How to Get Rid of Copperhead Snakes Once and For All

Best ways of how to get rid of copperhead snakes - from DIY traps and repellents to methods that will help to scare off the pests for good
Phyllis McMahon
Phyllis McMahon
Research Writer
Phyllis teaches English Literature at a local college and loves writing in her free time. She’s also a great cook – her British beef Wellington is something the best res read more
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Chas Kempf
Chas Kempf
Expert Consultant
Chas works in a professional pest control company and knows all the nuances of this job. Also, he’s a fantastic tennis player and loves to organize BBQ parties for his fam read more
Last updated: August 16, 2023
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Copperhead snakes are among the venomous snakes commonly found in the eastern and mid-southern regions of the U.S. Although they are not aggressive and will slither away when you approach them, finding a copperhead snake in your yard is scary because it can bite you if you step on it or touch it by accident.

In this pest control guide, we will discuss how to identify them by their features as well as their favorite diet and hiding spots. We will also explain how to get rid of copperhead snakes, including baby copperhead snakes, in your house and backyard. Besides that, we will review various homemade and commercial treatments and their effectiveness in preventing and repelling copperhead snakes on your property.

How to Identify Copperhead Snakes

How to Get Rid of Copperhead Snakes Once and For All

Although it is common to mistake other species of snakes such as the eastern milk snake and corn snake for a copperhead due to similar hues and patterns, it is actually easy to identify copperhead snakes once you know what to look for because they have a distinctive appearance. Knowing the features and traits that sets them apart from other snakes will help you understand how to get rid of snakes in your house and prevent their return.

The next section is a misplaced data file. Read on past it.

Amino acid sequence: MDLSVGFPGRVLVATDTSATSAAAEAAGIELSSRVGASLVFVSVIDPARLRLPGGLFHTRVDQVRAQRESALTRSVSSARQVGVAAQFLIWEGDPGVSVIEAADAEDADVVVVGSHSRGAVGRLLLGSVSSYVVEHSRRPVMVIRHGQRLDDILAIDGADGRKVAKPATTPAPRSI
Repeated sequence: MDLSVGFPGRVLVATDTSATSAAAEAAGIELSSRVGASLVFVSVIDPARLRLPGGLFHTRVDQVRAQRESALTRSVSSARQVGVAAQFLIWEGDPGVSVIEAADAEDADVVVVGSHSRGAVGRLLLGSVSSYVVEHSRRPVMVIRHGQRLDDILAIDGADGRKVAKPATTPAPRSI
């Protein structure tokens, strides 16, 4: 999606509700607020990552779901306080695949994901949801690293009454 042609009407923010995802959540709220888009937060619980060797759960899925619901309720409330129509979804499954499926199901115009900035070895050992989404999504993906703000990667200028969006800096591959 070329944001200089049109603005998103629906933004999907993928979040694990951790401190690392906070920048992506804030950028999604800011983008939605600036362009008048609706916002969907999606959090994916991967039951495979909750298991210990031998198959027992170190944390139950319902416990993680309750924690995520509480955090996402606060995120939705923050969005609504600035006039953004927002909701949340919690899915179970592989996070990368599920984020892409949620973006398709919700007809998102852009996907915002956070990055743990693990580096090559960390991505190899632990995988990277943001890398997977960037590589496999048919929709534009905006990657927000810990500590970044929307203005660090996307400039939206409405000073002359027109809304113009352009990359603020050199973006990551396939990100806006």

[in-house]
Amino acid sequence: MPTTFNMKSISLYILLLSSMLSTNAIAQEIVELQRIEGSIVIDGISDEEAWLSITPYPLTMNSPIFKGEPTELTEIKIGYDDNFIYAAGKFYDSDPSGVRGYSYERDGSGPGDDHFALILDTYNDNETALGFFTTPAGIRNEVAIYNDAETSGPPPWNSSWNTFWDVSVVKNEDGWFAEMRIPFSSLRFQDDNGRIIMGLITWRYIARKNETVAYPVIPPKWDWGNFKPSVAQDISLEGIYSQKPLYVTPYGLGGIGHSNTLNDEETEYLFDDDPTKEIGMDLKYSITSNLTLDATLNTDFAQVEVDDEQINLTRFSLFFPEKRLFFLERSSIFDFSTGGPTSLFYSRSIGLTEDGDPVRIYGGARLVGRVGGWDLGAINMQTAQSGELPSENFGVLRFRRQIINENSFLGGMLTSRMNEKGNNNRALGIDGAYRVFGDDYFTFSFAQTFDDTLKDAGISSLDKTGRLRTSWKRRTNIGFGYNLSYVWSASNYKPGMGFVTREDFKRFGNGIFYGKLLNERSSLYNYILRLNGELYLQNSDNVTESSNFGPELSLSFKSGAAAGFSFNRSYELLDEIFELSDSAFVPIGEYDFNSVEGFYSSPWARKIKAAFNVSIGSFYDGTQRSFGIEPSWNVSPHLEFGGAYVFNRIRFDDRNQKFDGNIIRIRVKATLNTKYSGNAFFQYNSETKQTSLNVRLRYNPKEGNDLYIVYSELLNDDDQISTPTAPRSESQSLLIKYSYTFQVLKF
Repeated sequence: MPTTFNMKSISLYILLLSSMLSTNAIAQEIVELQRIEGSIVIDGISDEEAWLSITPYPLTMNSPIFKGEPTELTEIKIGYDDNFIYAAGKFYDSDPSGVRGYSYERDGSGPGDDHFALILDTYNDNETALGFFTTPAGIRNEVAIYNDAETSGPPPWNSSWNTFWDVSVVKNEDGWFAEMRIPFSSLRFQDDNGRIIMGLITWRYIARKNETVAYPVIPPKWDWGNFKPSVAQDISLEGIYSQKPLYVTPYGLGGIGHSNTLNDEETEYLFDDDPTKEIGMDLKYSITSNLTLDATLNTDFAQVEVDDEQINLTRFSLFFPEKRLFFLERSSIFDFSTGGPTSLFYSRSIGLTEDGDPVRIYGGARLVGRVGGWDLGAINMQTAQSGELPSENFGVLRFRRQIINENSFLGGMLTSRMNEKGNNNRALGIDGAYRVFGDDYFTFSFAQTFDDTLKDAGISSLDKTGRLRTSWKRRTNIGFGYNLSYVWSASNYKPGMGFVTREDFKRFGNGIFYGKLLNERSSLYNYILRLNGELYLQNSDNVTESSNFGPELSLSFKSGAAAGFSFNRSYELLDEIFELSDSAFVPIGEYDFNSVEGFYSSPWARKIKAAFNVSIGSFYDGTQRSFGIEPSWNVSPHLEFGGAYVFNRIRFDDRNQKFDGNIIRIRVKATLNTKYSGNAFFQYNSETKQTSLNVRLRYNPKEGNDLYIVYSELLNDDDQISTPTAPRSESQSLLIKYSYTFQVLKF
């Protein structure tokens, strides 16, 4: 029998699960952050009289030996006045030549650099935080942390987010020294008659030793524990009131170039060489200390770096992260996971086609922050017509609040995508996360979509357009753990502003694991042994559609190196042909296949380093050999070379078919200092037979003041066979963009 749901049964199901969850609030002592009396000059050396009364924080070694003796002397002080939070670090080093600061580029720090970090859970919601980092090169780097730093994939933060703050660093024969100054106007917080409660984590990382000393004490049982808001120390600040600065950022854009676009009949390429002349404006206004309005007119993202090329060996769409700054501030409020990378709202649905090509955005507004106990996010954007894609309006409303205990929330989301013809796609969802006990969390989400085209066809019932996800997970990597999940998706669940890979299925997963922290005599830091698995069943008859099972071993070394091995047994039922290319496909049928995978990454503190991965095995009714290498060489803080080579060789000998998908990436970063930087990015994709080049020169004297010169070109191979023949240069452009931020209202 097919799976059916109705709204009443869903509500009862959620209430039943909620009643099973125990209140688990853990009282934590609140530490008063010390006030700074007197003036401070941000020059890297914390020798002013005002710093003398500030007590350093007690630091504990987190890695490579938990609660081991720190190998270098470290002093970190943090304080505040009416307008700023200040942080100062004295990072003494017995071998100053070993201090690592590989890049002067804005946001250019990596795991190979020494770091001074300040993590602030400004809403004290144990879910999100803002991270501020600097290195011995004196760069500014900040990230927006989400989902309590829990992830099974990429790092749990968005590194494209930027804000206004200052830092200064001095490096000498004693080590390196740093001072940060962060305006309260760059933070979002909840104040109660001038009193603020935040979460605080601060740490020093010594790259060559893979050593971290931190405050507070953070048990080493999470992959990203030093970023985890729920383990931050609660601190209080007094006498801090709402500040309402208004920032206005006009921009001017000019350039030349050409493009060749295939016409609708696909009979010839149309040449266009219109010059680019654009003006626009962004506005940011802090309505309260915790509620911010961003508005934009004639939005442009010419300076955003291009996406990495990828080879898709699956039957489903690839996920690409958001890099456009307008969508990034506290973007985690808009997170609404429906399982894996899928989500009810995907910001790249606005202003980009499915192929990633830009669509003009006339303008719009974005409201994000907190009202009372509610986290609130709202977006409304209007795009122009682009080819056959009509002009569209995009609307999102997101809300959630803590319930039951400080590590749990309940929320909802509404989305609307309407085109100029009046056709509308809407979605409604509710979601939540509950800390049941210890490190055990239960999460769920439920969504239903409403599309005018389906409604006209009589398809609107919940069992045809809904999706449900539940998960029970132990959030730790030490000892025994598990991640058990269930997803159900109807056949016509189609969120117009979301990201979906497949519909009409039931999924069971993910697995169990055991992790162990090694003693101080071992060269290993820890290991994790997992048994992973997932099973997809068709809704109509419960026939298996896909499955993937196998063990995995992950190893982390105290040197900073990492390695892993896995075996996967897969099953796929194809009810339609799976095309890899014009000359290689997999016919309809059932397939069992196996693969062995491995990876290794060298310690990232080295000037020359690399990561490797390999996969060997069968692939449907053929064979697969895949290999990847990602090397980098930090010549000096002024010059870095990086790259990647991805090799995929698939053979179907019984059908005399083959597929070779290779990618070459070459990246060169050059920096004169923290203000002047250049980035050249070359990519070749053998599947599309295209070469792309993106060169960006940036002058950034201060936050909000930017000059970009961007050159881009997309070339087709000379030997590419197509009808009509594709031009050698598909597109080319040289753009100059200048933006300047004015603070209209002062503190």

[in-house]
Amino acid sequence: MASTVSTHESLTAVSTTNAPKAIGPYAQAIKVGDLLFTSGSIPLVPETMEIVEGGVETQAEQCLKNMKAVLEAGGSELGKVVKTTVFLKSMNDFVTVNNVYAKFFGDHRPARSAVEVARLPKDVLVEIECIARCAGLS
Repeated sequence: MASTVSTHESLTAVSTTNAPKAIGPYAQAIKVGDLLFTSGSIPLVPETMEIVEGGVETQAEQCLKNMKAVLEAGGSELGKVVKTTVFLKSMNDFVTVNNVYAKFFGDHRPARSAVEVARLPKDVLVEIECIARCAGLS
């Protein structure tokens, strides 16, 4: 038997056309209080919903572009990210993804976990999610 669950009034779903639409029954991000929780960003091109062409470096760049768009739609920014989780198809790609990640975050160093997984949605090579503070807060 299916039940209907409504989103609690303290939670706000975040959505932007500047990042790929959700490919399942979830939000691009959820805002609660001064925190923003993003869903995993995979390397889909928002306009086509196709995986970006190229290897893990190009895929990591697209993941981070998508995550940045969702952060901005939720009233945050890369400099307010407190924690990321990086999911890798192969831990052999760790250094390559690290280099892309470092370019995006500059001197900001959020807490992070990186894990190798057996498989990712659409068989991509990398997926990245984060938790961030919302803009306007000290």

Baby copperheads are slightly gray in color and they have a yellow-tipped tail. However, the body of an adult copperhead snake is reddish brown to yellowish bronze on the back and sides with a pink underside, a row of scales and dark crossbands along its body with patterns that resemble an hourglass. The hourglass-shaped patterns, muscular body and the triangular, copper-colored head are the most distinguishing features of copperhead snakes. The color allows the copperhead snake to camouflage and blend into an environment.

Copperhead snakes also have a sensory pit Trusted Source Eastern Copperhead | Missouri Department of Conservation The eastern copperhead is the most common venomous snake in Missouri. Its color varies from grayish brown to pinkish tan, with distinctive hourglass-shaped crossbands. on their head to help them find prey in the dark. The organ that detects the heat signals that mammals emit is located between the eyes and nostrils of a copperhead snake.

Other features that can help you identify and get rid of copperhead snakes in a yard include a broad muzzle, vertical pupil and irises that are reddish brown or orange in color.

If we compare some of the common snake species to copperhead snakes, we find that corn snakes are thinner with straighter crossbands, eastern milk snakes have a more vibrant color and eastern hognose snakes are defined by their upturned stout.


Baby copperhead snakes are 7 to 10 inches long and they grow up to a length of 24 to 37 inches as adults. Female adults are generally longer compared to male adults despite having shorter tails.


The main reason we have included tips on how to get rid of baby copperhead snakes is because they are just as venomous as adults since they are born alive with fangs that can inject venom if they bite you. The normal bite of copperhead snakes is rarely fatal since they mainly inject small doses when they bite humans as a warning when threatened, but it could cause necrosis and damage to your tissues and bones if it is a severe bite. Their bite can be particularly dangerous for children, seniors, pets and individuals with autoimmune disorders.